New students to benefit from magical education at Cape Town’s oldest and only magical arts organisationSubmitted by Fazielah Williams
Magic is good for you … just ask the more than 36 young learners who began their spellbinding studies at the College of Magic, Cape Town’s only magical arts organisation, in Claremont on Saturday 1 February 2020.
The College of Magic, celebrating its 40th year of teaching the art of magic and its allied arts as well as vital life-skills to children and adults this year, welcomed aspirant magicians from all over the Mother City, including the charming Landa Mzola (10) from Macassar and Emilie van den Hoogen (10) from Somerset West.
The girls and their fellow students were welcomed to the College’s mysterious Victorian manor in Claremont with a warm magical introduction from director and founder David Gore before embarking on a whirlwind tour of the building. Home to Africa’s largest magic museum, South Africa’s only brick and mortar Magic Shop, an amazing Magic Lab and a multipurpose Imagination Centre, the century-old manor is a wondrous hive of activity every Saturday morning when the College’s 170 students attend their weekly lessons.
These young ladies of magic are incredibly excited to start their magical studies: “We are both cardistry fans and cannot wait to learn all of the secrets of the trade at the College of Magic this year!”, says the enthusiastic duo.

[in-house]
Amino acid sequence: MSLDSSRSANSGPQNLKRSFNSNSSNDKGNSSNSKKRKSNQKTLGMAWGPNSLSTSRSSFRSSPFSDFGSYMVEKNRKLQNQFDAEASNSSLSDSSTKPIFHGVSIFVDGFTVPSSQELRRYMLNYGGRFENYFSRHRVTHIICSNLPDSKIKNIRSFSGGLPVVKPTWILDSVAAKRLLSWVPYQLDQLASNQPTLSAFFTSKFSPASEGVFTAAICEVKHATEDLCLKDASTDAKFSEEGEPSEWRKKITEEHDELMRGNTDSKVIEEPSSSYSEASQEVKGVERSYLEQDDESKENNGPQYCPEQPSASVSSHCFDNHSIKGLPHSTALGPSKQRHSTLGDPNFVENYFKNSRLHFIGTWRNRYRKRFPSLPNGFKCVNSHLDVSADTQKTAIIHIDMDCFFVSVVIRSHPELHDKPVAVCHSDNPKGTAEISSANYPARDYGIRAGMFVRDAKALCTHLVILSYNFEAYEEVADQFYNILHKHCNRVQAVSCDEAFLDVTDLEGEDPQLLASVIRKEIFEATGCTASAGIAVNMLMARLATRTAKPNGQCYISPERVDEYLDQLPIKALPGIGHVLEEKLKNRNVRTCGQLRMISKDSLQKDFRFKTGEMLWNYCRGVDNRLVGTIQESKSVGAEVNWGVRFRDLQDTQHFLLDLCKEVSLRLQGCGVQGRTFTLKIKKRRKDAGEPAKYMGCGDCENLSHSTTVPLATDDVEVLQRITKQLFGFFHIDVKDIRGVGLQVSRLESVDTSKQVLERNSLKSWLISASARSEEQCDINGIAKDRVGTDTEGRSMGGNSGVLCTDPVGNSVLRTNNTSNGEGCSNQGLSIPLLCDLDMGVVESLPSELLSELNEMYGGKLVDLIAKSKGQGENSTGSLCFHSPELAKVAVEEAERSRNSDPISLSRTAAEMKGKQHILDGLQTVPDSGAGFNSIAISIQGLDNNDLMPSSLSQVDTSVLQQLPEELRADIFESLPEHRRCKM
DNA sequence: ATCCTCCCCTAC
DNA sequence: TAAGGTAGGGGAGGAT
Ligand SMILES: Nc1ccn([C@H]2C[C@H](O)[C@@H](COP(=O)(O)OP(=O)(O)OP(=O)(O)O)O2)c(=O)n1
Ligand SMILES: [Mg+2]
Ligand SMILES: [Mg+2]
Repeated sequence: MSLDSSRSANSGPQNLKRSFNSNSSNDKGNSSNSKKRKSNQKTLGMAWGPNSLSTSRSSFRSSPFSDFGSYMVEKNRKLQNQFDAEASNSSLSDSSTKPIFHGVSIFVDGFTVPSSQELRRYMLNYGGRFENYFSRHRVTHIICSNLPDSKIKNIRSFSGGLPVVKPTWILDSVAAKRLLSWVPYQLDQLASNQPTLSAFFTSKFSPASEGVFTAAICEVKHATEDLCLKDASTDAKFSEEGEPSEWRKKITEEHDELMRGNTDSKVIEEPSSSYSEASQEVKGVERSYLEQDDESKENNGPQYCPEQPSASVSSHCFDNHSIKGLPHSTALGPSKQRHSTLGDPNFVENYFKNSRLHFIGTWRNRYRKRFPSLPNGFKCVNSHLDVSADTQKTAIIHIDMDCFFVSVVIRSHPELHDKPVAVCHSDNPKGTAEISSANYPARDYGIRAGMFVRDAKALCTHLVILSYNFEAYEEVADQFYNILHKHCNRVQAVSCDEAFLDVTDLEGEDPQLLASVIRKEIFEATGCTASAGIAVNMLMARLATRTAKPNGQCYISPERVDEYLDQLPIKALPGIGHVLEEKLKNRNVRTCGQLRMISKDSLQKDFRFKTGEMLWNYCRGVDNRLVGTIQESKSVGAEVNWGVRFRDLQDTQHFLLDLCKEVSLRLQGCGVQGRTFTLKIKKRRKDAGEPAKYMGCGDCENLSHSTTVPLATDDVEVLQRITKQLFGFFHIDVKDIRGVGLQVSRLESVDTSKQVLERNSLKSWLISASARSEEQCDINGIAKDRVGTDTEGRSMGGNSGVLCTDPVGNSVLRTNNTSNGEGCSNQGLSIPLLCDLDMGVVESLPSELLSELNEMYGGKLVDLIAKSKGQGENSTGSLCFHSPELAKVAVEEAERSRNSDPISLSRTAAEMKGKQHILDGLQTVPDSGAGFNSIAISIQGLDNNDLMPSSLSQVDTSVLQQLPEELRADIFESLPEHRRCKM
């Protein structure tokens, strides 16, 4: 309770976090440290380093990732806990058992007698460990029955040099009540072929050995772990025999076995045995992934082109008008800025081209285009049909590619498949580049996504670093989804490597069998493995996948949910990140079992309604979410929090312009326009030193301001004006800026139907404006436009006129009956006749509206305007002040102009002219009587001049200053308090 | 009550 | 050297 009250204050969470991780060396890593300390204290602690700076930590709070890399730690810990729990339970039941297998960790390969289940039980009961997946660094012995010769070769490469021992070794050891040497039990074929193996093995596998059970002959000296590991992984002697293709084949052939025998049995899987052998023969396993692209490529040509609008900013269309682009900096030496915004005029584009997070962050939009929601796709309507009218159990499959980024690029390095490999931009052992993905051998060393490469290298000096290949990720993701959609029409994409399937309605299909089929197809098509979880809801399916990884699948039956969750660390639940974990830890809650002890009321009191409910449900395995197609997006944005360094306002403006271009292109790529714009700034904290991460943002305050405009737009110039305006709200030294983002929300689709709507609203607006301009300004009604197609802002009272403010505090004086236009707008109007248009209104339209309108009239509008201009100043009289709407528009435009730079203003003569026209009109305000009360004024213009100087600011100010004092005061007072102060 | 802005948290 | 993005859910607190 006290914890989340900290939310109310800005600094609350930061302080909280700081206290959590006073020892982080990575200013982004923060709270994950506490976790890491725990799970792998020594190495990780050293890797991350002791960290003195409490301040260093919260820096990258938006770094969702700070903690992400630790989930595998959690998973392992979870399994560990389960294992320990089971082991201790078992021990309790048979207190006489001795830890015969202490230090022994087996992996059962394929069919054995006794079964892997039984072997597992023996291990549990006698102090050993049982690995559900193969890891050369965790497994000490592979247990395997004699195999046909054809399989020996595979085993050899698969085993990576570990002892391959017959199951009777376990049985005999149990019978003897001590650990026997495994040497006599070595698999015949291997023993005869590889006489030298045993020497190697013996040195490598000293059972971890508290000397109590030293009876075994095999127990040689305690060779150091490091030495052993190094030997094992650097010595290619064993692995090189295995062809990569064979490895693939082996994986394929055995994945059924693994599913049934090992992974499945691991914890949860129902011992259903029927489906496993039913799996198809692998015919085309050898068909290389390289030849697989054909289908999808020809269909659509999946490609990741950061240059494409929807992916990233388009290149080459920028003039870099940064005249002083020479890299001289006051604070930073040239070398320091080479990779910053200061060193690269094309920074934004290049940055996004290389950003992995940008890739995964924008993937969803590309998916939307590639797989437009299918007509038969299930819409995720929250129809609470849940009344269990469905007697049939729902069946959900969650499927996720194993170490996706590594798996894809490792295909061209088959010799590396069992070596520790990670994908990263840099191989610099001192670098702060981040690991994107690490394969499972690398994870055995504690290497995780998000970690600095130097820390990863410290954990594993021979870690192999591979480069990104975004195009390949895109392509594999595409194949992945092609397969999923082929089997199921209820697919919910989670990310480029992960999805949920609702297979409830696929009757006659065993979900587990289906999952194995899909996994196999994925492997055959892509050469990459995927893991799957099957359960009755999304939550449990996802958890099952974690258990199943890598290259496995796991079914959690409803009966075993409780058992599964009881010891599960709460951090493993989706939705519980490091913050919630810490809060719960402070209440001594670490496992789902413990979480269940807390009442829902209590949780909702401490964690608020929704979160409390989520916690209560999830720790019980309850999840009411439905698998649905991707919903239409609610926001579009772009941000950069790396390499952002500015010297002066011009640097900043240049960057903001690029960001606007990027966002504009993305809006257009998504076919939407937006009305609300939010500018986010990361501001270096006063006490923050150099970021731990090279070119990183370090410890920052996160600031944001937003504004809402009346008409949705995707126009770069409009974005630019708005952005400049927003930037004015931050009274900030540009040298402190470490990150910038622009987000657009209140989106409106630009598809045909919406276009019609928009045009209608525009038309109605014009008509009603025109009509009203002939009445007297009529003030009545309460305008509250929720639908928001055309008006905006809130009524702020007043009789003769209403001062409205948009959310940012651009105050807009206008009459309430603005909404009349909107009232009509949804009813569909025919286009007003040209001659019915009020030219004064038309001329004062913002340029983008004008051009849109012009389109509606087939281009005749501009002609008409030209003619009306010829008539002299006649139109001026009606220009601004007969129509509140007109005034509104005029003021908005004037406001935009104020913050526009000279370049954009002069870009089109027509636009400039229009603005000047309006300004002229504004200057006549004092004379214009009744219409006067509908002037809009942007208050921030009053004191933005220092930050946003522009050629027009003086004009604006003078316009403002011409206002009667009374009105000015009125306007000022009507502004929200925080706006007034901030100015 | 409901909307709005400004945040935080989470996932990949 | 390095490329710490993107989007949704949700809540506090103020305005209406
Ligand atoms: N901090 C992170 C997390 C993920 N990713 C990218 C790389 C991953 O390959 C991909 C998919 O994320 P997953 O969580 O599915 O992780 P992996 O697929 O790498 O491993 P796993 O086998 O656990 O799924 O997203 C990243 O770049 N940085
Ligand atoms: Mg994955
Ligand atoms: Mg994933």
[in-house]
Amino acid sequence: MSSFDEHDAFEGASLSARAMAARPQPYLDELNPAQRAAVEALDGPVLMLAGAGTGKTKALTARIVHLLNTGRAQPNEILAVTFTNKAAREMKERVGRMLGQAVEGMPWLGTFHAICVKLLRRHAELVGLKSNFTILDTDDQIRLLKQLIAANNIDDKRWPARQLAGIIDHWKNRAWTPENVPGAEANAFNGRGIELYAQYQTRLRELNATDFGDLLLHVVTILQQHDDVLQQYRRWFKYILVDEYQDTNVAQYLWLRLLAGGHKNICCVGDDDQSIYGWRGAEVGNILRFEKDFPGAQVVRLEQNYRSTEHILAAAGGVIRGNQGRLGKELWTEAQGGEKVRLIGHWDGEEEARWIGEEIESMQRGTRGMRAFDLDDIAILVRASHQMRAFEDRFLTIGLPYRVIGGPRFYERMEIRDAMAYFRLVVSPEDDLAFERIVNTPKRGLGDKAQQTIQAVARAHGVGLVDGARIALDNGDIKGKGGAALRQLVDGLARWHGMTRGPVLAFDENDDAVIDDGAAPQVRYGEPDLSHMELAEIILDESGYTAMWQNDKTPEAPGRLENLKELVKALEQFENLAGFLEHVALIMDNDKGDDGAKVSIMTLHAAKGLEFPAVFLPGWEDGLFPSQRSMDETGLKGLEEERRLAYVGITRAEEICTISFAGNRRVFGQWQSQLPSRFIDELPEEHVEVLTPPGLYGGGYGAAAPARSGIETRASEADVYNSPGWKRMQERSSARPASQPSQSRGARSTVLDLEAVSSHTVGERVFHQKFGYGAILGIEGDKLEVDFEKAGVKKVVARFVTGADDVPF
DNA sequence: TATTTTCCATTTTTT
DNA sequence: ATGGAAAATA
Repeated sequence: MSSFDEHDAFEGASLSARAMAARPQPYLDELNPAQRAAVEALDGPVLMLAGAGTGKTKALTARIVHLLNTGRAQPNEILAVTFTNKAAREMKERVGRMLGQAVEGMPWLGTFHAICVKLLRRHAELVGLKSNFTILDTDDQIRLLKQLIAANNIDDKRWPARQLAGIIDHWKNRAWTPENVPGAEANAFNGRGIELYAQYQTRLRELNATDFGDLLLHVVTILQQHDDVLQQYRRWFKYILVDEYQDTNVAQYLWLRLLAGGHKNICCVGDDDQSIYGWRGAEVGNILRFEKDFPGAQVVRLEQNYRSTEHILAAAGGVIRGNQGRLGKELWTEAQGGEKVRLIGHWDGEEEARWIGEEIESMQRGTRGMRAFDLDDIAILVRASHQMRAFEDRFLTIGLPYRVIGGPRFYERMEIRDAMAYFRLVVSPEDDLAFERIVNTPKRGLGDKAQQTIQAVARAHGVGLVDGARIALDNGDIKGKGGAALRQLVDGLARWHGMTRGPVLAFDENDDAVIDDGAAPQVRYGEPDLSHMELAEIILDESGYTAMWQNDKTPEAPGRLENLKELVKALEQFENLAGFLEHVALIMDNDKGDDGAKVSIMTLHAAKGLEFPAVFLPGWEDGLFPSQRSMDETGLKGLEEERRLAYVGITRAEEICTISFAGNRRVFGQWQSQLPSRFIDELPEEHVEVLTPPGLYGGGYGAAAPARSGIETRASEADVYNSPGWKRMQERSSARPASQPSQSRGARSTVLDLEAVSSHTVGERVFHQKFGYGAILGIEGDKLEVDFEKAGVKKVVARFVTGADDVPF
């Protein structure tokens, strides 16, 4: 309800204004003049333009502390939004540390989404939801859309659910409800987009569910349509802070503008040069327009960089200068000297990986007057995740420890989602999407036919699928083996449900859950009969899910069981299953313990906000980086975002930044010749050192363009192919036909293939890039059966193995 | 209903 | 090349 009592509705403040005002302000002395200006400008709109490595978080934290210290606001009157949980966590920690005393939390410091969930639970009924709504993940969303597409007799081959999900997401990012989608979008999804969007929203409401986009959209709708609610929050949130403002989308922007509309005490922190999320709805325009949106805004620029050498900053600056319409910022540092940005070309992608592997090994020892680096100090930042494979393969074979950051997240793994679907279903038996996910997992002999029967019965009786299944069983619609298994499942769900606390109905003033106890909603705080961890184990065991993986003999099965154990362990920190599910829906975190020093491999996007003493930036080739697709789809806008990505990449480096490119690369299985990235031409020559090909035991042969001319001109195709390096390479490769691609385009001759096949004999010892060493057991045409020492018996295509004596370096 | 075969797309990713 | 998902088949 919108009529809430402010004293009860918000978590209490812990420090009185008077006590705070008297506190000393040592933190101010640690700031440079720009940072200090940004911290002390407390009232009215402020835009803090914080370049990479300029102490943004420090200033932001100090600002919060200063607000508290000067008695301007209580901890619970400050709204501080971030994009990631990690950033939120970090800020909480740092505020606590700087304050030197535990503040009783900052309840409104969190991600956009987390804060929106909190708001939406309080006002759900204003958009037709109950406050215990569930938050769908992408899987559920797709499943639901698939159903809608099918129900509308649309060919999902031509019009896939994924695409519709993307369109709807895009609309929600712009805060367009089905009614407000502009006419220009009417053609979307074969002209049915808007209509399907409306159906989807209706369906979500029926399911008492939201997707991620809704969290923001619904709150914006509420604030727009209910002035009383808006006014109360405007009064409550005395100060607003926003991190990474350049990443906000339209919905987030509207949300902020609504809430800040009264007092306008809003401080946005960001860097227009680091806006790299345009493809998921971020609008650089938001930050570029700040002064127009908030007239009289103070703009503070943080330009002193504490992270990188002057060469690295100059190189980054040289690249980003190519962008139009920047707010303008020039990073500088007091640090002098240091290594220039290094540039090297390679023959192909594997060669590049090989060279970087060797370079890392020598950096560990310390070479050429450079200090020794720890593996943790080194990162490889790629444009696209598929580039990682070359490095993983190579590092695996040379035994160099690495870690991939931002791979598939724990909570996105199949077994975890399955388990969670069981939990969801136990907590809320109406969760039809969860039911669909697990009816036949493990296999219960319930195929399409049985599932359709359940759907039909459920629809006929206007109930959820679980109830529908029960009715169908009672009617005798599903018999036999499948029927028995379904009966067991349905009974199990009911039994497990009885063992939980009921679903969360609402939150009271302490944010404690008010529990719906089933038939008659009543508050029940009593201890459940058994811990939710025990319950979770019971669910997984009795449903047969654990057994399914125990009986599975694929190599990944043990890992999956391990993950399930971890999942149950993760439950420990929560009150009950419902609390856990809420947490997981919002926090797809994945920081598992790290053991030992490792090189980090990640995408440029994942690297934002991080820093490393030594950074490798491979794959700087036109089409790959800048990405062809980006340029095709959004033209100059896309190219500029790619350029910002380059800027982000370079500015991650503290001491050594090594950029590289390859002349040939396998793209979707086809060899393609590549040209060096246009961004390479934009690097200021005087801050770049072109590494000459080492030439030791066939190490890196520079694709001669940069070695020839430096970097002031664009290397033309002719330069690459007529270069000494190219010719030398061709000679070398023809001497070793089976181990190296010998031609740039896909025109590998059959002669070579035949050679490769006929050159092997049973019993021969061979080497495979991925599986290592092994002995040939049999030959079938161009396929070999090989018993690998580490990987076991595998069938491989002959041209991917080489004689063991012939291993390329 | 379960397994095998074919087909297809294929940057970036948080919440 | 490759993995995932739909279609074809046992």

Local education expert, Dr Jean Baxen, found in her study on the benefits of learning the art of magic that “Teachers, parents and children reported that one of the immediate benefits of involvement in magic is the sense of well-being and the development of a positive self-image.”
This has certainly been the case for several of the College of Magic’s more well-known graduates, which include comedians Riaad Moosa, Stuart Taylor and Conrad Koch, actor Francis Chouler and film director Jenna Cato Bass, as well as South African Magic Champion and SA’s Got Talent finalist Olwethu Dyantyi.
Gore agrees: "Over forty years, we've seen first-hand the positive changes that learning the art of magic has had on thousands of students and it is wonderfully apparent in the success of our famous graduates. The improvement of the youngsters’ confidence levels and social skills as they progress through our six year diploma programme is amazing to see and we cannot wait to share this with our 2020 students.”
In addition to their weekly magical lessons, the new magical learners will also be able to participate in a variety of the magical allied arts, including juggling. A study at the University of Regensburg in Germany has found that learning to juggle may cause certain areas of your brain to grow.
“Simply put, studying magic and its allied arts is good for your children… register them for our courses today!” concludes Gore.
Discover the impossible with the College of Magic:
For more information about the College of Magic, please visit www.collegeofmagic.com.
Magical arts PR and tourism content writer
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